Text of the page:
accept an increased number of patient referrals from high-cost institutions, and
deliver patient-preferred, low-cost, high-quality care in the home.
As a technology company that processes millions of claims, Axxess has witnessed
the home health claims payer mix shift from traditional Medicare to Medicare Advantage (MA). While Medicare margins have historically been favorable for home health, the increase in Medicare Advantage cases to more than 50% has quickly reduced overall home health agency margins due to inadequate MA
reimbursement. [Home health agencies] must subsidize their MA case losses with traditional Medicare margins to remain financially viable, accept referrals and support CMS’ desire to shift more healthcare into the home setting.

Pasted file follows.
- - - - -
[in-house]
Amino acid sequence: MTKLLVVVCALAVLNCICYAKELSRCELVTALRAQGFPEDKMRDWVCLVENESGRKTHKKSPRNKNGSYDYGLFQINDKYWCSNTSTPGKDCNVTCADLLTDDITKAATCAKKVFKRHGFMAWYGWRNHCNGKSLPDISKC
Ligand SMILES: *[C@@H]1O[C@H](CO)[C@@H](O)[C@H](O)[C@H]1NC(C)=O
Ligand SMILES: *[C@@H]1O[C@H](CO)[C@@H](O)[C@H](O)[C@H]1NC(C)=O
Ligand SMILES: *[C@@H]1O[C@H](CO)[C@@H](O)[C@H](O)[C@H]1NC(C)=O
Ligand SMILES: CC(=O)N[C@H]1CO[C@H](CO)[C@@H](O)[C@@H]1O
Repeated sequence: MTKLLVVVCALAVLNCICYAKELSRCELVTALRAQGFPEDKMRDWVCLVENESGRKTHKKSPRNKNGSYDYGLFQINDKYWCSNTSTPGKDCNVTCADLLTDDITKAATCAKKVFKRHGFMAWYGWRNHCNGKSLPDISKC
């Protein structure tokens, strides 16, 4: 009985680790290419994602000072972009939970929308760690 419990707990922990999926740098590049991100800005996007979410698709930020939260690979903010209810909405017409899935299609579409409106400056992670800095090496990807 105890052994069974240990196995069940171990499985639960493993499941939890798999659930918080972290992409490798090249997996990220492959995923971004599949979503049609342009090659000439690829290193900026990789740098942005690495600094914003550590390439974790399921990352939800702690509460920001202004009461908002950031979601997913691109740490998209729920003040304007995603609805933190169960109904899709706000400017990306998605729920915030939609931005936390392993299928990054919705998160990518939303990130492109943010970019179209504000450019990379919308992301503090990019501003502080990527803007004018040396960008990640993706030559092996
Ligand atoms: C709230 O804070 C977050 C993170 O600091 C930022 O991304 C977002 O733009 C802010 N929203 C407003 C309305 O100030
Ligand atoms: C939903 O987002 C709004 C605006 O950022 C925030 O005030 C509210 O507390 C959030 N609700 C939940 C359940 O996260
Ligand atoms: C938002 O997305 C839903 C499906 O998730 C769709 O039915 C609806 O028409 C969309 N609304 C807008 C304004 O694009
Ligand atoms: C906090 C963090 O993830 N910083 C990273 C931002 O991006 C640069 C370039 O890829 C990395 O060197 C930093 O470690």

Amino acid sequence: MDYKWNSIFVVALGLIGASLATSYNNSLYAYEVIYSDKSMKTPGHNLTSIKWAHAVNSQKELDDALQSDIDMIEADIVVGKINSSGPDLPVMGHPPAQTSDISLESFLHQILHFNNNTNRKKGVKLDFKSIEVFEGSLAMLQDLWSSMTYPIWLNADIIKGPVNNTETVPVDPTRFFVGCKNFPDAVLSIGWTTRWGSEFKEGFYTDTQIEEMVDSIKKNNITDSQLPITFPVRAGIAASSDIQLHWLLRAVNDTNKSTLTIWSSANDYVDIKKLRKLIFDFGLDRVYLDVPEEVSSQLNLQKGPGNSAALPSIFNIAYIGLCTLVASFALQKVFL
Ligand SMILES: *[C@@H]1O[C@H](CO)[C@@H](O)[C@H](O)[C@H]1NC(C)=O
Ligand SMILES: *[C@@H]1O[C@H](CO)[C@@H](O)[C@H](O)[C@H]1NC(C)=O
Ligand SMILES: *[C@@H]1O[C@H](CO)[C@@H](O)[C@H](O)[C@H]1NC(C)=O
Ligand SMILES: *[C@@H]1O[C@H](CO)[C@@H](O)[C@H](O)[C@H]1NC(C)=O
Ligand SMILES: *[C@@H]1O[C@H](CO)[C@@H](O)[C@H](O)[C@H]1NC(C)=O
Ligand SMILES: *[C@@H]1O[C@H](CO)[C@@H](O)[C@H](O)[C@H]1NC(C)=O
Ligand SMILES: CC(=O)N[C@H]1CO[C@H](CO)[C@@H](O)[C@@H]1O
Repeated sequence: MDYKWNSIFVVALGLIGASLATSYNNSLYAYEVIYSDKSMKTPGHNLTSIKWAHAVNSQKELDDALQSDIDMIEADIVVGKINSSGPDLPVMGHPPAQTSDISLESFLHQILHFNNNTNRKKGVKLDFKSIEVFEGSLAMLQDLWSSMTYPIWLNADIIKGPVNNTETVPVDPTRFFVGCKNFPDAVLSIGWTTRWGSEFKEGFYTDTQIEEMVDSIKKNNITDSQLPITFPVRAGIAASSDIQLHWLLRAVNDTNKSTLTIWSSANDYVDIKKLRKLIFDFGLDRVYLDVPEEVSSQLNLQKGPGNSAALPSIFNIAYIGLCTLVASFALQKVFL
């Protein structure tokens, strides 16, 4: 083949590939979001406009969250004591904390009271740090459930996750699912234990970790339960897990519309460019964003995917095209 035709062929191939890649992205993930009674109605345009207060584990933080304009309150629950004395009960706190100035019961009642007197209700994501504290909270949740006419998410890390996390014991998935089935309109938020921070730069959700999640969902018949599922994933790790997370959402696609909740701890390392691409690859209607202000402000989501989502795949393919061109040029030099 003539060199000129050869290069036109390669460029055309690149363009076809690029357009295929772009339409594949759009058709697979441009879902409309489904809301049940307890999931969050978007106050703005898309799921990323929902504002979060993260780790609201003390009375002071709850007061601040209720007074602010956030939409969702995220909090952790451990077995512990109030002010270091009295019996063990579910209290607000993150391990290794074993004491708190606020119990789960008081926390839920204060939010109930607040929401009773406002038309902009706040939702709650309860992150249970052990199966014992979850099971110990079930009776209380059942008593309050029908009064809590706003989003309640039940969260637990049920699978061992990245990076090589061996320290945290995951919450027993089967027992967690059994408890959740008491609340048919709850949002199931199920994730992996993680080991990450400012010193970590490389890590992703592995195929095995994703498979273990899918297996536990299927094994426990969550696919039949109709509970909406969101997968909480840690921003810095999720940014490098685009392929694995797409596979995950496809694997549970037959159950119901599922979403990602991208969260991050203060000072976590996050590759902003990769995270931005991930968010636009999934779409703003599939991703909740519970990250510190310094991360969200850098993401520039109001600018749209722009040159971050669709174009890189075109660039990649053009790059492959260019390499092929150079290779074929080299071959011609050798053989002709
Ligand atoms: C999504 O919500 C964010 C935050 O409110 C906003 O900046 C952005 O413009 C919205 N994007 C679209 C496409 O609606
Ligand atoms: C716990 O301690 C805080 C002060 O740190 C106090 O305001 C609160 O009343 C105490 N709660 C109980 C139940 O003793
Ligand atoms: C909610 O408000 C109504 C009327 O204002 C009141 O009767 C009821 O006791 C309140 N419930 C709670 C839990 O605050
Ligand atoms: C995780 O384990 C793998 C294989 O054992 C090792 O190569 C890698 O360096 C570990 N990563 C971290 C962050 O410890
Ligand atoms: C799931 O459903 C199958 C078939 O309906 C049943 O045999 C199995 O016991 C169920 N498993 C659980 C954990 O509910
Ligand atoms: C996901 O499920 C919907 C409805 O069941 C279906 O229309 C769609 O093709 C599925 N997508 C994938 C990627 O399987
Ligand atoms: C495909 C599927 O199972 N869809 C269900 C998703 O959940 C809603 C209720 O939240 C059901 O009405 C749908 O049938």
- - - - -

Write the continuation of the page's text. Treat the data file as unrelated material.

Ongoing reimbursement cuts to Medicare [home health agencies] to drive down Medicare margins is shortsighted. [Home health agencies] have no leverage with MA and Medicaid to negotiate better payment rates. CMS must consider the overall [home health agency] payer mix when proposing payment adjustments, particularly inadequate reimbursement by MA and Medicaid. In 2023, [home health agencies] are experiencing a greater percentage of cases with zero or negative margins. The proposed Medicare cuts to address profit margins solely under Medicare without a more wholistic view of the payer landscape that CMS oversees, will topple the provider community. Further, limited financial resources reduce the ability for [home health agencies] to invest in measures that achieve success in CMS’ Home Health Value-Based Purchasing (HHVBP) model.